I think that was important, to have the single mom. It’s really about encouraging moms generally and appreciating the importance of what moms do. You can never say it enough, because there’s always a generation of moms coming up who are new to the whole thing, and it’s really hard. I think there’s a line that my character has, when Ally [played by Sarah Drew] comes into church, and she’s having a rough morning, and I say, “Don’t worry. Just give it five years.” And she says, “Years?” And I think that’s really important that people get this long view that the first six years are going to be utterly exhausting, and then you’re going to start getting more sleep and you’re going to start getting something back from your kids. It’s like this take, take, take for the first five or six years. Then there starts being a little give and take.

The main character criticizes herself for not living up to expectations. Have you struggled with that?

I absolutely agree with that, especially because I work all the time. But when I was working on Raymond and the kids were little, that schedule is really flexible, so I could bring the kids to work with me. I had every fourth week off. I had four or five months off in the summer. Actually, the actor’s life is very conducive to being a parent because you’re able to be with your kids a lot. Now on The Middle, it’s a single-camera show, so the hours are quite long, but my kids are in college or high school now. The high schoolers go to school at 8 o’clock and then they come home at maybe 6 if they do after-school stuff. So they’re gone for a long time, too, so I’m not missing out on much. But I’m not the parent that’s always at the school, bringing the cupcakes or doing the bake sale or doing the PTA and stuff. That’s just not me, because I don’t have the time. So in that sense I feel I’m very grateful to the parents who do do that. Very grateful, and I do feel a little bad about it, like I do want to be the mom that shows up for their kids. And I’m often at this point, I’m able to say to my producers, I need this time off because my kid’s in the band concert or the play. I’m able to do that, which is great.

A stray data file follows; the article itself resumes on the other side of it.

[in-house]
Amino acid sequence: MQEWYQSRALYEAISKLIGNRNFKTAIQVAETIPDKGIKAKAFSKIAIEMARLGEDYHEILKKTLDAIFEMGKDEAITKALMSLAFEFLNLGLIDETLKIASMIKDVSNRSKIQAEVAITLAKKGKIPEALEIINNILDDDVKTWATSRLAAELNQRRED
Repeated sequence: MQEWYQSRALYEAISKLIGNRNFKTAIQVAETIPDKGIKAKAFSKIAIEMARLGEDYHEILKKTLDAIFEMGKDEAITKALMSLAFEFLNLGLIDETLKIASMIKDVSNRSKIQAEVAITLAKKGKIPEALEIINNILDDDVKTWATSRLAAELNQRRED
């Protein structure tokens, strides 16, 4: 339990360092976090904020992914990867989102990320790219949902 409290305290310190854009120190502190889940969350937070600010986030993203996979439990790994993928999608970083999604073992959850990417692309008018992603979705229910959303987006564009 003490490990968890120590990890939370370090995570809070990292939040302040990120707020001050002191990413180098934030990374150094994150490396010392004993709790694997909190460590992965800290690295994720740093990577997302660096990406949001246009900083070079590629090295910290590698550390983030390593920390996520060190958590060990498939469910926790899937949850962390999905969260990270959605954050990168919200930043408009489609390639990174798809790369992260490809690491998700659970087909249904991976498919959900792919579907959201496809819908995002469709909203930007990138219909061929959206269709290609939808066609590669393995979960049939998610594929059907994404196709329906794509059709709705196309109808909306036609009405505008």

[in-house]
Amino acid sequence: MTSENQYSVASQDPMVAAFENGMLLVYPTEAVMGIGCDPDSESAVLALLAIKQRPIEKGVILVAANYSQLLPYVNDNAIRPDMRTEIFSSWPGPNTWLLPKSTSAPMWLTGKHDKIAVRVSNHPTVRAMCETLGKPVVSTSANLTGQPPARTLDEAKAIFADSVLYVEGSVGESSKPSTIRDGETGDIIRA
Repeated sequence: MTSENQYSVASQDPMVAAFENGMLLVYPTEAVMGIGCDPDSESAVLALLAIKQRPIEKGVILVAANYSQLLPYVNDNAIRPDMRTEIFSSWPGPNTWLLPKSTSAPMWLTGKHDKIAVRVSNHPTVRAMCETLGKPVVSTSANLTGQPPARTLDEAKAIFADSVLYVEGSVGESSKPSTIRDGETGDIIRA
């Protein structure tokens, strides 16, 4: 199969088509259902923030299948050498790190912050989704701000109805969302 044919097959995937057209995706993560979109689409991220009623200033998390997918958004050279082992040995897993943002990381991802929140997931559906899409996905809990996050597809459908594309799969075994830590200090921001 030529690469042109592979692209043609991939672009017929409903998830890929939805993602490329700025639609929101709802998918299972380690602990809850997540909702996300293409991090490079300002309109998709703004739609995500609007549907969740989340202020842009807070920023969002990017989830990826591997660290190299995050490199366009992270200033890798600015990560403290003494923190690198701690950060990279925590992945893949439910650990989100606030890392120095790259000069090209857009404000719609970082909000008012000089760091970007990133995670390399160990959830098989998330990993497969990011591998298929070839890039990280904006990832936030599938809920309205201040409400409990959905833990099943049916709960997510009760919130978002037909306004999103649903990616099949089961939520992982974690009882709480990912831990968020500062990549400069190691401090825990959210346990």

I became a mom in the rise of Martha Stewart, and she single-handedly changed the game about homemaking and perfecting homemaking and having homemaking be a beautiful art, which is wonderful but it’s very difficult to do that when you’ve got kids, so I grew as a mom through that era. In some ways it was very inspiring, and some ways it can be intimidating. We read so much, and you see celebrities with their kids, and they’re beautifully dressed. There’s a lot that can make a mom feel inadequate, so we really wanted to have a movie that, as Ally says in the end, “I’m a beautiful mess.”